The puzzles of this game are very simple yet effective. Most of the time, it’ll be you moving boxes around or getting inside paintings to go to a new zone. I like how the game uses the paintings as small puzzle sections that trigger an event, opening a door in a previous zone, or giving you access to a new area. It’s clever and shows a contrast between the darkness of the castle and the colorful art of the paintings.
Nonetheless, I want to point out that it’s sometimes hard to go through the paintings; the hitboxes of the platforms are a bit off, so even though it looks like you stepped on a platform, you end up falling.
Then you have the Combat system. I didn’t like it. The game constantly feels like it’s working against you, with unrefined mechanics, artificial difficulty spikes, and a lack of variety when it comes to battle strategies you can employ.
Take the Ignis system, for example. This is a mechanic in which you accumulate Ignis in a bar that has three levels. The higher the level, the strongest your attacks will be, but as a drawback, you’ll be more vulnerable to damage. That would be a great system, but the problem is that battling and moving the knight is tortuous.
First, while you attack the enemies, there’s no way to stun or stagger them, so they keep attacking as usual, and if you are even relatively close to them, they’ll lock you in an unavoidable combo, which is annoying.
There’s no parrying; there are no combo breaker attacks; so you just have to soak up damage and hope you deal more in each encounter. Plus, if your Ignis bar is full, any enemy can take you down with a single combo.
Other prominent titles like Dark Souls or Star Wars Jedi: Fallen Order also take the same approach to combat to an extent, but here’s the thing; those games give the player the tools to parry, block, dodge, and approach encounters in multiple ways. It’s hard, but it’s fair. In this case, I don’t think it is fair; I mostly think it’s frustrating.
Break Out The Xylophone
Candle Knight boasts an OST that nails the ‘abandoned castle’ theme. When the game starts, we listen to slow melodies that create a spooky, uncomfortable vibe.
Then, as the game progresses, these haunting violins are swapped out for plucky xylophone riffs, which trade the ominous theme for one of curiosity. Only to burst into life again in the assortment of incredible boss battle themes.
Then equally, The game knows when to cut the noise and have players wander the castle’s hallowed halls with nothing more than their footsteps for company.
Overall, the music design is polished, varied, has levels, and this all culminates in a very enjoyable auditory assortment that brings the setting to life.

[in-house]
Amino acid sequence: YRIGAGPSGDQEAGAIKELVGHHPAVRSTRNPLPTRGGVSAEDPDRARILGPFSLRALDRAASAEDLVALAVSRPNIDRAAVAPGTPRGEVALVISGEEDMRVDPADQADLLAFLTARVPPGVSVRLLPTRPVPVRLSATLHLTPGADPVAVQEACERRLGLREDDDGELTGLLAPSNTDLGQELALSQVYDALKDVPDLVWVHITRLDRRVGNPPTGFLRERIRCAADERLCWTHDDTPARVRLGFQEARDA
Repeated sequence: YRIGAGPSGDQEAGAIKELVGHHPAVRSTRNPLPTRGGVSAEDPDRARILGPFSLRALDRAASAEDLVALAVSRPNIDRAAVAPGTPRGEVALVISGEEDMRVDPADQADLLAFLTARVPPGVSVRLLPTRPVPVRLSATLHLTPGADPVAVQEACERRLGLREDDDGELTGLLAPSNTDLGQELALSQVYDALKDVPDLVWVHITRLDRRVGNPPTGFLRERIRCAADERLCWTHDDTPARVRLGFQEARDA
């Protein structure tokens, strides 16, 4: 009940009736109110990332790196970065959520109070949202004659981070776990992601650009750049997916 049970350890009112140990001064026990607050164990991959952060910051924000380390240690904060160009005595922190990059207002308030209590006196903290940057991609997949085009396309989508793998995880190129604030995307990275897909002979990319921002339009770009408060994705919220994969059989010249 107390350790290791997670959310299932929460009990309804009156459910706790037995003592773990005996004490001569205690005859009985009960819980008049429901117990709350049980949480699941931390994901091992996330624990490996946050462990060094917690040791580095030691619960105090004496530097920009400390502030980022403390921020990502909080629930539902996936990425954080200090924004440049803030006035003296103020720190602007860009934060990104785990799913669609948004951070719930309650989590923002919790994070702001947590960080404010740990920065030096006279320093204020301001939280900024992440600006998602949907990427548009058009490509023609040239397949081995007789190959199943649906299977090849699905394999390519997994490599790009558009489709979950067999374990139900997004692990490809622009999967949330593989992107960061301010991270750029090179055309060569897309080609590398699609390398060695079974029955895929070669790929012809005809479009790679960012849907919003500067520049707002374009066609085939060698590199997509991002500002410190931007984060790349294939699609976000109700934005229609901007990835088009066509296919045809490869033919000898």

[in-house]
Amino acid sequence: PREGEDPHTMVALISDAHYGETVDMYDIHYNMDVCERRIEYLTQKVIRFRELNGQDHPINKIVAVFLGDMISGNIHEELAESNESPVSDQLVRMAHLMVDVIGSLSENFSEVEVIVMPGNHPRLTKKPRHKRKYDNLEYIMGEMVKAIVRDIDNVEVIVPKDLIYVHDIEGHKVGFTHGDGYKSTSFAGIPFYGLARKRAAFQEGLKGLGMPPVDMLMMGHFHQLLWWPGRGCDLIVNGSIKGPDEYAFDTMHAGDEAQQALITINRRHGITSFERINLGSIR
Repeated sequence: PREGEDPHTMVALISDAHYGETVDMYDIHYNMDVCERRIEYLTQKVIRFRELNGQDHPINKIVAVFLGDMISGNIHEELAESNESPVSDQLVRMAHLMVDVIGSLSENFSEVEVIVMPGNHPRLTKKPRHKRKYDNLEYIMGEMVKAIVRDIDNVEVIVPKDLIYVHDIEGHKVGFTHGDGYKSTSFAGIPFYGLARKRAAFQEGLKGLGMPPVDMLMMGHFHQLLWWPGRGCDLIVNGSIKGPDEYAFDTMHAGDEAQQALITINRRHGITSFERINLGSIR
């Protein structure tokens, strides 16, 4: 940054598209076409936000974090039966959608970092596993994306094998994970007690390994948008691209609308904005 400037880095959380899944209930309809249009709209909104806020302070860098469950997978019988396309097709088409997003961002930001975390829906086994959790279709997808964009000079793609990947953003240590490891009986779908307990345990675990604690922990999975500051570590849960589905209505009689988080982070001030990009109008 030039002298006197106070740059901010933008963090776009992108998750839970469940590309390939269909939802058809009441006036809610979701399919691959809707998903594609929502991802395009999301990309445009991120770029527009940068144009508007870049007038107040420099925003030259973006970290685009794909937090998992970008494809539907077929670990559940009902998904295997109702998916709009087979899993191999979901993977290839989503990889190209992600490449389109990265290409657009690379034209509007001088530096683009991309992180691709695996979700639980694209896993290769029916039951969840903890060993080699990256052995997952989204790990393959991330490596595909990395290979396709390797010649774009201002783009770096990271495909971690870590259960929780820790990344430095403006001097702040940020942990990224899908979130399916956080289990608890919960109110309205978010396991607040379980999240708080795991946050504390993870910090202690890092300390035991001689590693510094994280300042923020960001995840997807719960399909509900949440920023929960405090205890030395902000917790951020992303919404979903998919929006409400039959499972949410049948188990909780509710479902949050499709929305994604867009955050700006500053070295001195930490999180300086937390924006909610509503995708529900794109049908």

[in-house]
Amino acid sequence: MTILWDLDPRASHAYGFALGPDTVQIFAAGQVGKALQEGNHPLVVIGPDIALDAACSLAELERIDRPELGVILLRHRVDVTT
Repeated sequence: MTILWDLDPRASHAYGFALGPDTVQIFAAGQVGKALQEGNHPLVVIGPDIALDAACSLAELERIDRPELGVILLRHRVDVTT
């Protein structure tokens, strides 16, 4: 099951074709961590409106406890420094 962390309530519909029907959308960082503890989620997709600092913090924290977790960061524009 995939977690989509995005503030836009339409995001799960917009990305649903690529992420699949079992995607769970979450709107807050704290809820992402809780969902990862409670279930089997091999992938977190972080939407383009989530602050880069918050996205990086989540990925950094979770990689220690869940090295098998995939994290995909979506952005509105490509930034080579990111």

The Verdict – 5/10
Candle Knight might not be the most impressive Platform game ever, but it’s not a bad game; you can enjoy it if you like a challenge.
I think it needs some extra love, especially on bugs, wacky camera angles, and janky animations, but aside from that, the platform and puzzle gameplay is good, the boss fights are very original, and the arts and texture design of the game is impressive. I definitely want to see more from Dracma Studios!
Pros and Cons
- Great quality graphics
- Good and very detailed backgrounds
- Interesting boss fights
- The parkour and the Puzzles are good
- Unfair and frustrating combat system
- The story fails to deliver on a promising concept
- Weird camera angles and transitions
- It has several bugs and janky animations, which drops the game quality.
Alternative Games Like Candle Knight
There are a lot of better games than Candle Knight out there. You should give these titles a try:
- River City Girls Saga
- The Oddworld Series
- Ori and the Will of the Wisps
- Hollow Knight (this one is a better Knight)
Candle Knight Review:FAQs
Question: Is Candle Knight a challenging game?
Answer: Yes, it is. It’s a really heavy endurance test, and I wish you good luck if you want to finish it.
Question: How long does it take to beat Candle Knight?
Answer: I would say 15-20 hours. It’s not a long game, but as it’s challenging, you’ll spend a lot of time on it.
Question: Is Candle Knight in consoles?
Yes! You can find this game on Xbox One and PS4.
Jesús spent 10 hours playing Candle Knight. Most of the time, he felt frustrated by several gameplay problems, but he enjoyed the exploration and platform bits, the painting parts, and the Boss Fights.